[Show abstract][Hide abstract] ABSTRACT: To analyze left ventricular (LV) obstruction in hypertrophic cardiomyopathy (HCM) during exercise echocardiography.
Despite the association of symptoms with LV outflow tract obstruction in HCM, there exist paradoxical situations in which significant intraventricular gradients (>50 mmHg) at rest occur in conjunction with excellent exercise tolerance.
To examine this phenomenon we performed exercise echocardiography and analyzed the clinical status in 107 HCM patients with and without resting obstruction.
At rest, 69 patients had no obstruction while 38 exhibited an intraventricular gradient, 9 of whom exhibited a decrease in gradient of at least 30 mmHg (99±35 to 30±14 mmHg, p<0.001) during exercise (paradoxical response to exercise or PRE). PRE patients presented a significantly lower NYHA clinical class and higher left ventricular volumes and arterial pressure both at rest and during exercise than HCM patients in whom the gradient increased or did not change during stress echocardiography. Finally, PRE patients exhibited a trend toward a reduced rate of cardiac events.
Our study reports a subgroup of HCM patients, designated PRE, based on a decreased intraventricular gradient during exercise. The reduced exertional obstruction may account for the better functional class and trend to less clinical events in PRE patients.
Full-text · Article · Jun 2013 · Journal of the American College of Cardiology
[Show abstract][Hide abstract] ABSTRACT: The aim of this study was to evaluate the capacity and reproducibility of three-dimensional echocardiographic (3DE) strain parameters in the assessment of global left ventricular (LV) systolic function.
A total of 128 subjects with differing LV ejection fractions were investigated using two-dimensional echocardiographic (2DE) and 3DE strains. Three-dimensional echocardiographic strain allows obtaining longitudinal, circumferential, radial, and area strains. First, values of global longitudinal strain (GLS) by 2DE and 3DE speckle-tracking analyses were compared. Thereafter, 3DE strain parameters were correlated with LV ejection fraction and indexed output. Last, the variability of 3DE versus 2DE strain measurements as well as recorded time of analysis were assessed.
After excluding 21 patients for insufficient image quality, four for arrhythmia, two for severe valvular disease, and one for severe dyspnea, the final population consisted of 100 patients. Comparison between 2DE and 3DE GLS revealed high correspondence (r = 0.91, y = 1.04x - 0.71) and mean error measurement of -1.3% (95% confidence interval, -5.7 to 3.2). Among strain parameters, global area strain exhibited the highest correlation with LV ejection fraction (y = -1.65 + 10.4, r = -0.92, P < .001). Intraobserver measurement variability proved acceptable: 8% for GLS (vs 6% on 2DE analysis), 7% for circumferential strain (vs 15% on 2DE analysis), 7% for radial strain (vs 33% on 2DE analysis), and 5% for global area strain. The mean error between two measurements was lower with 3DE than 2DE analysis for circumferential and radial strains but similar for GLS. The mean time of analysis was of 117 ± 16 sec for 3DE analysis, which was 25% less than for 2DE analysis (P < .001).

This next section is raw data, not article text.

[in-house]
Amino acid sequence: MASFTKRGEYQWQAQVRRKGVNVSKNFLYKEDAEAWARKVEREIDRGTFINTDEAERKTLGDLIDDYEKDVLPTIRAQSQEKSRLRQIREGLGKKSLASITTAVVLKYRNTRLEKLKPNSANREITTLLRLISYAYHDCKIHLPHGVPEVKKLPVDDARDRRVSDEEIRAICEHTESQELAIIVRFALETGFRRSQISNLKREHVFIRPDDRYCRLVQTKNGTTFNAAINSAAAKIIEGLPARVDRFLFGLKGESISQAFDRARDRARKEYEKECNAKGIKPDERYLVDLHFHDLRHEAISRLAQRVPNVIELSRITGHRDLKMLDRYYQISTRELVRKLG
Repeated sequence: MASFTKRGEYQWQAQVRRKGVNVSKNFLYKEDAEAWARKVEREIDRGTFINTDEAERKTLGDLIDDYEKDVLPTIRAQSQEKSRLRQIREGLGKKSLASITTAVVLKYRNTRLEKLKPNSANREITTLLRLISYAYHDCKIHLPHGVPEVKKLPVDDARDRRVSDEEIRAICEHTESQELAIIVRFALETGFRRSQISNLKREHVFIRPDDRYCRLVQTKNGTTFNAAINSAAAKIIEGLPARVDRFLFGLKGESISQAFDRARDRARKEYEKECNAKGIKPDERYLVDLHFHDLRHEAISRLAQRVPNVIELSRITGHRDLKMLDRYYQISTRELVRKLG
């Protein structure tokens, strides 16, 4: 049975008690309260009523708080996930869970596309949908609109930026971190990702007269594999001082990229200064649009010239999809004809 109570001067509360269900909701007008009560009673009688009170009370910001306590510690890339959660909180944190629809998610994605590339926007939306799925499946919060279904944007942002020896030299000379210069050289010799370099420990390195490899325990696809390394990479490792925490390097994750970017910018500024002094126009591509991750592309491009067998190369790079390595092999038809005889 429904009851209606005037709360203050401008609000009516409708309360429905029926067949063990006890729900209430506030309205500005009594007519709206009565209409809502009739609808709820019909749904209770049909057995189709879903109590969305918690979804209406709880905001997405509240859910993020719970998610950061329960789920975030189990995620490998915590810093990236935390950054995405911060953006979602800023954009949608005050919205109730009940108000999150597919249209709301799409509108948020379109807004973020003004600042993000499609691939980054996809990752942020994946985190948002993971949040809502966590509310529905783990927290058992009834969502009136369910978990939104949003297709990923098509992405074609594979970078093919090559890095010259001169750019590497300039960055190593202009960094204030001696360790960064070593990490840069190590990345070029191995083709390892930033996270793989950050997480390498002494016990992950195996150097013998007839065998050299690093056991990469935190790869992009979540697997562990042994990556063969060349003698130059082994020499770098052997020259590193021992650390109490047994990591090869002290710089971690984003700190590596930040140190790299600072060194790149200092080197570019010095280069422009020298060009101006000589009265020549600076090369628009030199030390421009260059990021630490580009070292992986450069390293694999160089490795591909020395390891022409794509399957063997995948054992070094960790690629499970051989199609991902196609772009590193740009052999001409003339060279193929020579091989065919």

Of all strain parameters, new 3DE area strain correlated best with common LV systolic function parameters and is thus the most promising approach, while all 3DE strain markers exhibited good reproducibility.
Full-text · Article · Nov 2011 · Journal of the American Society of Echocardiography: official publication of the American Society of Echocardiography
[Show abstract][Hide abstract] ABSTRACT: We evaluated the ability of a new simplified algorithm for three-dimensional echocardiography (3DE) left ventricular (LV) measurements with minimal operator interaction to be reproducible and robust, independently of the experience.
A total of 163 subjects were investigated using two-dimensional echocardiography (2DE) and 3DE. The 3D data sets were blindly analysed offline by novice investigators and experts. A subgroup of 30 patients was assessed using cardiac magnetic resonance imaging (CMRI) to compare end-diastolic volume (EDV), end-systolic volume (ESV), and ejection fraction (EF) obtained by 2DE, 3DE, and CMRI. Intra-observer and inter-observer variabilities of 2DE and 3DE measurements were evaluated according to level of experience. Mean time analysis of 3DE data was 23.2 ± 6.3s for the novice and 26.1 ± 4.1 s for the expert (P = ns). Correlations (r) and mean error measurements (MEM) between 3DE analysis by experts and novices were 0.91 and -3.5 mL for EDV, 0.97 and 4.3 mL for ESV, and 0.91 and -2.6% for EF, respectively. Correlations between 3DE and CMRI were good with low variability and greater agreement when compared with those between 2DE and CMRI. For the novice, MEM was -21.3 mL for EDV, -15.0 mL for ESV, and 2.3% for EF. MEM and 95% confidence intervals were wider for 2DE vs. CMRI than for 3DE vs. CMRI in relation to both expert and novice.
This new semi-automated algorithm of LV endocardial border detection based on 3DE data appears suitable for clinical use by either expert or novice investigators with greater reproducibility and time of analysis than 2DE.